Peer To Peer, No Middleman
During my current foray into the bitcoin system, I made my first peer-to-peer transfer. After exchanging some USD for some bitcoin on Coinbase.com, I moved my bitcoin out of my account’s wallet on the site and into the encrypted wallet on my PC:
It was incredibly easy to execute the transfer – and there were no “wire” fees involved. Coinbase.com made their money off of me by charging a 1% fee when I initially exchanged my USD for BTC. In addition, they paid the minisicule transaction fee that keeps the bitcoin network humming along with the thousands of co-operating “miner” computers that implement, verify, and confirm transactions.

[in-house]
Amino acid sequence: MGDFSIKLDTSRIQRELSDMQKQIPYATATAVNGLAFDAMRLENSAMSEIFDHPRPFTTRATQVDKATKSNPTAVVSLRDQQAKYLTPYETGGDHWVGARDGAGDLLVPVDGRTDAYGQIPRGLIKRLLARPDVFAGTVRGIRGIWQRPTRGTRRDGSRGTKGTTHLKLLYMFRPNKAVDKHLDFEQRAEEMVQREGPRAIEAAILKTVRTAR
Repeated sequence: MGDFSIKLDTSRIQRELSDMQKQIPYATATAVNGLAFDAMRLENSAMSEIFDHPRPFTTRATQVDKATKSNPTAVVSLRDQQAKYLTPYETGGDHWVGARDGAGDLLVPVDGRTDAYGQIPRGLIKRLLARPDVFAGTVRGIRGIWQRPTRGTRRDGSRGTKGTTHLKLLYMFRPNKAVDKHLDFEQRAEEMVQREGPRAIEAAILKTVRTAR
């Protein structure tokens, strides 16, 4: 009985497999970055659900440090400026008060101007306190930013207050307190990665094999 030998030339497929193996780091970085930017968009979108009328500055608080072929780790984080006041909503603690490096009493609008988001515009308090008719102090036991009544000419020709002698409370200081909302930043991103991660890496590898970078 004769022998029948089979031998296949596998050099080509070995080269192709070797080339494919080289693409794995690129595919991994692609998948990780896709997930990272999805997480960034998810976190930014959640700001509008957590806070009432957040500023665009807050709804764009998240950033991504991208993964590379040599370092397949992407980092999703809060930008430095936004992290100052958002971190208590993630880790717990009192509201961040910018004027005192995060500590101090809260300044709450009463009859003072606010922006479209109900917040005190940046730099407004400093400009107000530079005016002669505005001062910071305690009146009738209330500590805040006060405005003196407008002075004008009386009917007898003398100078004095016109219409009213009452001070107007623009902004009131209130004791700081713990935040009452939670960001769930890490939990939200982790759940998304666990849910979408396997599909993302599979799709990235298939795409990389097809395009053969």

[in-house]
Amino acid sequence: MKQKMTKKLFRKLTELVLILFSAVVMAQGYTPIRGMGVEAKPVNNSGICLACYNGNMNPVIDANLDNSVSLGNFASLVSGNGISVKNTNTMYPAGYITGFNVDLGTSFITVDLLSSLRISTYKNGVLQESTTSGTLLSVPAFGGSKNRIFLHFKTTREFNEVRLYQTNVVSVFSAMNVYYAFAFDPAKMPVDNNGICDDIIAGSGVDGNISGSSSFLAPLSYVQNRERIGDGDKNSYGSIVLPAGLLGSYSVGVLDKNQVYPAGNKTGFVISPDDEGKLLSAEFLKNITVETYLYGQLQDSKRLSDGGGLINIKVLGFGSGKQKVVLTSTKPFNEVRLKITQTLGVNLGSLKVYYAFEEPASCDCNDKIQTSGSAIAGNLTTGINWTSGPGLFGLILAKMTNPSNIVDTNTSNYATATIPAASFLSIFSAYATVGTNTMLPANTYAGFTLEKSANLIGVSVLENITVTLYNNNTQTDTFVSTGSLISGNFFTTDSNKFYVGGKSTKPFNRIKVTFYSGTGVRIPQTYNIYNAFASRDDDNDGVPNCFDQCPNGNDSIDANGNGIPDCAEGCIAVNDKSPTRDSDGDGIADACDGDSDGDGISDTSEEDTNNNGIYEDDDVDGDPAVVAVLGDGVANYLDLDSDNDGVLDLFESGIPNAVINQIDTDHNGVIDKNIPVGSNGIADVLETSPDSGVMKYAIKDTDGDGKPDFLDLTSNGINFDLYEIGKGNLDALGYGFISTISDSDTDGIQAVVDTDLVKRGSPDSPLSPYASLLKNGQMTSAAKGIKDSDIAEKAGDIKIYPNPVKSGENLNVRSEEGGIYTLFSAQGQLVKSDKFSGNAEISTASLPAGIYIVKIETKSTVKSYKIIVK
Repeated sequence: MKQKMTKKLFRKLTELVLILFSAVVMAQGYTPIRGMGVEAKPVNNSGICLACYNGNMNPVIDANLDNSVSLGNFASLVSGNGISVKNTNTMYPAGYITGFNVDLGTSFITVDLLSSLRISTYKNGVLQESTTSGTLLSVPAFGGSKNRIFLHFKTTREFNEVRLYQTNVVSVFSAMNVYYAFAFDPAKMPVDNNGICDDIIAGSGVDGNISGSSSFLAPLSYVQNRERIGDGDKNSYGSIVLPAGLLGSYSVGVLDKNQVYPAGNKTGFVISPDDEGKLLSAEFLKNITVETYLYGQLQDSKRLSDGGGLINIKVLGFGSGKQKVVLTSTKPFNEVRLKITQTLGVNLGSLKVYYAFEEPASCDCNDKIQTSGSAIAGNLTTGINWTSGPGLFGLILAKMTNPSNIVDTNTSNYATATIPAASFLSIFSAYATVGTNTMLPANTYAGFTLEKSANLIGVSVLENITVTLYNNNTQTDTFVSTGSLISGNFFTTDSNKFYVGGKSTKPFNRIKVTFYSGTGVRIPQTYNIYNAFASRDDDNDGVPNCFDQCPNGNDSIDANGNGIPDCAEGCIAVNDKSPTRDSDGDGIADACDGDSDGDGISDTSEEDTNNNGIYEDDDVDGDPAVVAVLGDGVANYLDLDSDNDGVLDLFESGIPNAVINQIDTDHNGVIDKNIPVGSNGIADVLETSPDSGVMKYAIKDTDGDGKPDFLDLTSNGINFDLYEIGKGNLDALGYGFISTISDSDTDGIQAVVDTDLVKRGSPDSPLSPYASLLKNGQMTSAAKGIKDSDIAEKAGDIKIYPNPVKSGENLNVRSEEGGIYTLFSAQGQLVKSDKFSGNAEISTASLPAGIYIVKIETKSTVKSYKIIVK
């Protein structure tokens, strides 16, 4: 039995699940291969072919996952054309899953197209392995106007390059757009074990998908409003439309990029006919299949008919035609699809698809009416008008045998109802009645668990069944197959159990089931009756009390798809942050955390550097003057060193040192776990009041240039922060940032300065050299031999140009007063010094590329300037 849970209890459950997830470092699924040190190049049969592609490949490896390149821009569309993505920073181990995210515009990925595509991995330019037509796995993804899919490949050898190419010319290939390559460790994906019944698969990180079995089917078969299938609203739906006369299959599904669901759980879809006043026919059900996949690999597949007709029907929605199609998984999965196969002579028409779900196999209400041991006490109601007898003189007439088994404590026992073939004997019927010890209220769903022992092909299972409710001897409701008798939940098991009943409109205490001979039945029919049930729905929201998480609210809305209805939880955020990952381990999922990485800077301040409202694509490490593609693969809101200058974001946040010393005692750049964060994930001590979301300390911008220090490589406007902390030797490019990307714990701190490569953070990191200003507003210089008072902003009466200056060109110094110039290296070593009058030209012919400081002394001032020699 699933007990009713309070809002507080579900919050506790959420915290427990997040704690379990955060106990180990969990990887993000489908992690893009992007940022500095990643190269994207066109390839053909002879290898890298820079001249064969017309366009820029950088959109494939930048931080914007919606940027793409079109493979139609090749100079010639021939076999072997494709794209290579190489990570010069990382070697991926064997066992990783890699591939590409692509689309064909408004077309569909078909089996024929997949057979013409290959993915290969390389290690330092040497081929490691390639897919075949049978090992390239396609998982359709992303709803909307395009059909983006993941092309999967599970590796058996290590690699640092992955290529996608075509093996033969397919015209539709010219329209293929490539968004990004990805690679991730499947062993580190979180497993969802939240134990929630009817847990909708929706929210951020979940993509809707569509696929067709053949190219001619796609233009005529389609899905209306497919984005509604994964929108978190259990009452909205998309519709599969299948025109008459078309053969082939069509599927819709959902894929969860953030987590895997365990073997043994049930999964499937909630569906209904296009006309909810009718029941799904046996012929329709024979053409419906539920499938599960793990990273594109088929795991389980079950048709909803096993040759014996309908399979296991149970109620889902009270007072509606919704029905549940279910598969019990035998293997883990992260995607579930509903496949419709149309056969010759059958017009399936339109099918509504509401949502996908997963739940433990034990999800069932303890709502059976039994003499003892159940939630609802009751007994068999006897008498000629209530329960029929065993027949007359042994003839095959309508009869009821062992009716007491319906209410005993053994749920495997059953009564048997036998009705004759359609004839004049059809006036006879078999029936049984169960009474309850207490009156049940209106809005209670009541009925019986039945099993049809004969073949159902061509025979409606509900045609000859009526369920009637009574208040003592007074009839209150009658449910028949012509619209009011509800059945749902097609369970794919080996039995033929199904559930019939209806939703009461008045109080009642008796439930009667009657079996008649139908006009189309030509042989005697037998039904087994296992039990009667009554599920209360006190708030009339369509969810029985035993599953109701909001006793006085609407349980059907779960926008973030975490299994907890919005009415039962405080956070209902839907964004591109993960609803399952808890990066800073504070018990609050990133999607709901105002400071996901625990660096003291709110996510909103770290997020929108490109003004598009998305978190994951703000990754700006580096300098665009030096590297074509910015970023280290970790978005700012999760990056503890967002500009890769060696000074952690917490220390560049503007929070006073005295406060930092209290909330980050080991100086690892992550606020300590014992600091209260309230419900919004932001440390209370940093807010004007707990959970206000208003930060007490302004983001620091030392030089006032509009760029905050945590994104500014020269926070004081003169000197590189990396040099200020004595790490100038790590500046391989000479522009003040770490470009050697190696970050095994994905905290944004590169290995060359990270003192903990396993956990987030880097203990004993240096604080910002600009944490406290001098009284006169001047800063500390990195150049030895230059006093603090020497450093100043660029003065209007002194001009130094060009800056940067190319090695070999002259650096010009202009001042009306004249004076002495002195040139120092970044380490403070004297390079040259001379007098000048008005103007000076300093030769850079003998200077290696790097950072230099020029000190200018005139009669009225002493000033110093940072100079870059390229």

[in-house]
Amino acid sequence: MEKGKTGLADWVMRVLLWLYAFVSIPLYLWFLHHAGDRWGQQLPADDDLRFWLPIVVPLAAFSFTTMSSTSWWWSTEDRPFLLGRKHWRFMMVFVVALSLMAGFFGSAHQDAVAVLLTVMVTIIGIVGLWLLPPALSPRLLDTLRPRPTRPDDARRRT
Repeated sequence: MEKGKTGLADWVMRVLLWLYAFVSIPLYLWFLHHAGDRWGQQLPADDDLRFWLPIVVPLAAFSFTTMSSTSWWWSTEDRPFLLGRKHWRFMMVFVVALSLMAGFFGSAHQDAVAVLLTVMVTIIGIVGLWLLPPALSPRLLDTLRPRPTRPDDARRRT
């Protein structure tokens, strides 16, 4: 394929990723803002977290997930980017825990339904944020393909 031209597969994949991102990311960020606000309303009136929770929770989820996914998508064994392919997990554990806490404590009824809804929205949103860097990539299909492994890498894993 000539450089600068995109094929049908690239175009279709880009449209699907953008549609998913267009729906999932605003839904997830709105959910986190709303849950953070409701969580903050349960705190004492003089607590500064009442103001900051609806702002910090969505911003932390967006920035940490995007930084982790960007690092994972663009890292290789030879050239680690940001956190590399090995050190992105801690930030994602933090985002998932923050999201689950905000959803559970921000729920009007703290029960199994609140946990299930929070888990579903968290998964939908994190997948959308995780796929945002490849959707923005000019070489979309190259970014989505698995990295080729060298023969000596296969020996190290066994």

Like many people who trust private banks to store their cash, many people trust middleman sites like (highly regarded) coinbase.com to store their bitcoin. However, because of the Mt. Gox fiasco and the current lack of regulation in the brave new bitcoin world, I’ve chosen to cut out the middleman and keep my BTC locally – and offline.
Imagine that I was a migrant worker and I wanted to send some money home to my family in my country of origin. As long as my family had access to the internet, I would be able to instantly send them some bitcoin exactly like I transferred bitcoin between my wallets: direct, instantaneous, peer-to-peer, and without any middleman or accompanying fees.